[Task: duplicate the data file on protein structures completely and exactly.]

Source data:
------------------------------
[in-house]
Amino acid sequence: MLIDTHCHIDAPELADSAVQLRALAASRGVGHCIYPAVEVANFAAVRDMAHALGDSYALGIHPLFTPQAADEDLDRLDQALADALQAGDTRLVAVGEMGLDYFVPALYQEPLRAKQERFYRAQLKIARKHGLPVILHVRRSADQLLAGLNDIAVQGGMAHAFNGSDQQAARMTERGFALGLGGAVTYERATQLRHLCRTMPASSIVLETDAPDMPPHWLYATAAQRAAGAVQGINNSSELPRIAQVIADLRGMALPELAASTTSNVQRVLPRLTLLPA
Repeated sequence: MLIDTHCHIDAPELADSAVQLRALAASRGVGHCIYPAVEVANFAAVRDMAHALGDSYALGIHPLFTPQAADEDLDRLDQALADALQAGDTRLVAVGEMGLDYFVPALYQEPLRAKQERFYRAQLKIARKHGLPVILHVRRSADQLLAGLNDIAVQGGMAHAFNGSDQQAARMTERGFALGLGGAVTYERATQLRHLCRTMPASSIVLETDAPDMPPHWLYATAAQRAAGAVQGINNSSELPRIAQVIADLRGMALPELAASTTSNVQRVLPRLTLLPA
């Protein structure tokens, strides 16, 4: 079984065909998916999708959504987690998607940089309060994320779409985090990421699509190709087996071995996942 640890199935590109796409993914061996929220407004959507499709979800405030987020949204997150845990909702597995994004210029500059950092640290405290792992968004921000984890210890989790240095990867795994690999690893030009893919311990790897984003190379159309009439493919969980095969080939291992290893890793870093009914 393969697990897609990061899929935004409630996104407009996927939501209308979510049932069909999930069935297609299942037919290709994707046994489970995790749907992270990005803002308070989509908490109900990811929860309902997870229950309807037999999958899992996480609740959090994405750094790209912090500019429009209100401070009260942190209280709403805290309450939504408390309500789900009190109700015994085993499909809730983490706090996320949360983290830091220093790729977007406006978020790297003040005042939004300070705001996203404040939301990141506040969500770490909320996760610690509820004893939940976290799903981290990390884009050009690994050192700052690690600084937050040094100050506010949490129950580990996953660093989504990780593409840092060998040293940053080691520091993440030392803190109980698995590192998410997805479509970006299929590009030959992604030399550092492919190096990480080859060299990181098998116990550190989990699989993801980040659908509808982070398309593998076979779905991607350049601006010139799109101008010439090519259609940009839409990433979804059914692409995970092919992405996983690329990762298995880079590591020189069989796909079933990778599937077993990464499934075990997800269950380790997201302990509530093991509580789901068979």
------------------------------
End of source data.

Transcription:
[in-house]
Amino acid sequence: MLIDTHCHIDAPELADSAVQLRALAASRGVGHCIYPAVEVANFAAVRDMAHALGDSYALGIHPLFTPQAADEDLDRLDQALADALQAGDTRLVAVGEMGLDYFVPALYQEPLRAKQERFYRAQLKIARKHGLPVILHVRRSADQLLAGLNDIAVQGGMAHAFNGSDQQAARMTERGFALGLGGAVTYERATQLRHLCRTMPASSIVLETDAPDMPPHWLYATAAQRAAGAVQGINNSSELPRIAQVIADLRGMALPELAASTTSNVQRVLPRLTLLPA
Repeated sequence: MLIDTHCHIDAPELADSAVQLRALAASRGVGHCIYPAVEVANFAAVRDMAHALGDSYALGIHPLFTPQAADEDLDRLDQALADALQAGDTRLVAVGEMGLDYFVPALYQEPLRAKQERFYRAQLKIARKHGLPVILHVRRSADQLLAGLNDIAVQGGMAHAFNGSDQQAARMTERGFALGLGGAVTYERATQLRHLCRTMPASSIVLETDAPDMPPHWLYATAAQRAAGAVQGINNSSELPRIAQVIADLRGMALPELAASTTSNVQRVLPRLTLLPA
């Protein structure tokens, strides 16, 4: 079984065909998916999708959504987690998607940089309060994320779409985090990421699509190709087996071995996942 640890199935590109796409993914061996929220407004959507499709979800405030987020949204997150845990909702597995994004210029500059950092640290405290792992968004921000984890210890989790240095990867795994690999690893030009893919311990790897984003190379159309009439493919969980095969080939291992290893890793870093009914 393969697990897609990061899929935004409630996104407009996927939501209308979510049932069909999930069935297609299942037919290709994707046994489970995790749907992270990005803002308070989509908490109900990811929860309902997870229950309807037999999958899992996480609740959090994405750094790209912090500019429009209100401070009260942190209280709403805290309450939504408390309500789900009190109700015994085993499909809730983490706090996320949360983290830091220093790729977007406006978020790297003040005042939004300070705001996203404040939301990141506040969500770490909320996760610690509820004893939940976290799903981290990390884009050009690994050192700052690690600084937050040094100050506010949490129950580990996953660093989504990780593409840092060998040293940053080691520091993440030392803190109980698995590192998410997805479509970006299929590009030959992604030399550092492919190096990480080859060299990181098998116990550190989990699989993801980040659908509808982070398309593998076979779905991607350049601006010139799109101008010439090519259609940009839409990433979804059914692409995970092919992405996983690329990762298995880079590591020189069989796909079933990778599937077993990464499934075990997800269950380790997201302990509530093991509580789901068979």